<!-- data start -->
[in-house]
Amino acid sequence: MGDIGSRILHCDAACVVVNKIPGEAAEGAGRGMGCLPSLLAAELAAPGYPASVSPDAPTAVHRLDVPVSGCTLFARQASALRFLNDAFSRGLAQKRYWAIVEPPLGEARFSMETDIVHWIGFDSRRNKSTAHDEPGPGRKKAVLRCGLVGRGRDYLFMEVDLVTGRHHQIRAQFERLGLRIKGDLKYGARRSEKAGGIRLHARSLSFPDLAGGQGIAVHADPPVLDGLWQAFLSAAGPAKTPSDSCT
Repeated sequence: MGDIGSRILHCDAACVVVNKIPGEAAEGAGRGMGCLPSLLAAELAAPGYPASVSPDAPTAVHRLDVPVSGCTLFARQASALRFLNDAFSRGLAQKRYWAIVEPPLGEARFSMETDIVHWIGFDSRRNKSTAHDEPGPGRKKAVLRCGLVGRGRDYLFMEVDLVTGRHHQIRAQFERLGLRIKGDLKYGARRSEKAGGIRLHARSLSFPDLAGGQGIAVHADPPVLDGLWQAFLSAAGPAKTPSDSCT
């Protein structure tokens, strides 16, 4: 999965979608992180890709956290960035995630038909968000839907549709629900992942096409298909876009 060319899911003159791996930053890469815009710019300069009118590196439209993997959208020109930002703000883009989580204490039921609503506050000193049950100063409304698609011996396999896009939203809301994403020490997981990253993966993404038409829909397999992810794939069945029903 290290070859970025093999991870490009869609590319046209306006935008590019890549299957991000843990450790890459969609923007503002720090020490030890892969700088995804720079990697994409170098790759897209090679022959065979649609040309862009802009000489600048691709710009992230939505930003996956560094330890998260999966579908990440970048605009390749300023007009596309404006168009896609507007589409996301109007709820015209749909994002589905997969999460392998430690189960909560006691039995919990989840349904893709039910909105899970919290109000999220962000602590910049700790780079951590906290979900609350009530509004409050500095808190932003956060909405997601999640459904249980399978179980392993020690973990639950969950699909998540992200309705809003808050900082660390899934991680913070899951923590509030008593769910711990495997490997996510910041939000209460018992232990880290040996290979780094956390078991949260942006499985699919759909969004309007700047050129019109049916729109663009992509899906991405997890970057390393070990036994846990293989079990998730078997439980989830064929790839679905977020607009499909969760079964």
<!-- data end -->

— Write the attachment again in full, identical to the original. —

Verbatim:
[in-house]
Amino acid sequence: MGDIGSRILHCDAACVVVNKIPGEAAEGAGRGMGCLPSLLAAELAAPGYPASVSPDAPTAVHRLDVPVSGCTLFARQASALRFLNDAFSRGLAQKRYWAIVEPPLGEARFSMETDIVHWIGFDSRRNKSTAHDEPGPGRKKAVLRCGLVGRGRDYLFMEVDLVTGRHHQIRAQFERLGLRIKGDLKYGARRSEKAGGIRLHARSLSFPDLAGGQGIAVHADPPVLDGLWQAFLSAAGPAKTPSDSCT
Repeated sequence: MGDIGSRILHCDAACVVVNKIPGEAAEGAGRGMGCLPSLLAAELAAPGYPASVSPDAPTAVHRLDVPVSGCTLFARQASALRFLNDAFSRGLAQKRYWAIVEPPLGEARFSMETDIVHWIGFDSRRNKSTAHDEPGPGRKKAVLRCGLVGRGRDYLFMEVDLVTGRHHQIRAQFERLGLRIKGDLKYGARRSEKAGGIRLHARSLSFPDLAGGQGIAVHADPPVLDGLWQAFLSAAGPAKTPSDSCT
């Protein structure tokens, strides 16, 4: 999965979608992180890709956290960035995630038909968000839907549709629900992942096409298909876009 060319899911003159791996930053890469815009710019300069009118590196439209993997959208020109930002703000883009989580204490039921609503506050000193049950100063409304698609011996396999896009939203809301994403020490997981990253993966993404038409829909397999992810794939069945029903 290290070859970025093999991870490009869609590319046209306006935008590019890549299957991000843990450790890459969609923007503002720090020490030890892969700088995804720079990697994409170098790759897209090679022959065979649609040309862009802009000489600048691709710009992230939505930003996956560094330890998260999966579908990440970048605009390749300023007009596309404006168009896609507007589409996301109007709820015209749909994002589905997969999460392998430690189960909560006691039995919990989840349904893709039910909105899970919290109000999220962000602590910049700790780079951590906290979900609350009530509004409050500095808190932003956060909405997601999640459904249980399978179980392993020690973990639950969950699909998540992200309705809003808050900082660390899934991680913070899951923590509030008593769910711990495997490997996510910041939000209460018992232990880290040996290979780094956390078991949260942006499985699919759909969004309007700047050129019109049916729109663009992509899906991405997890970057390393070990036994846990293989079990998730078997439980989830064929790839679905977020607009499909969760079964």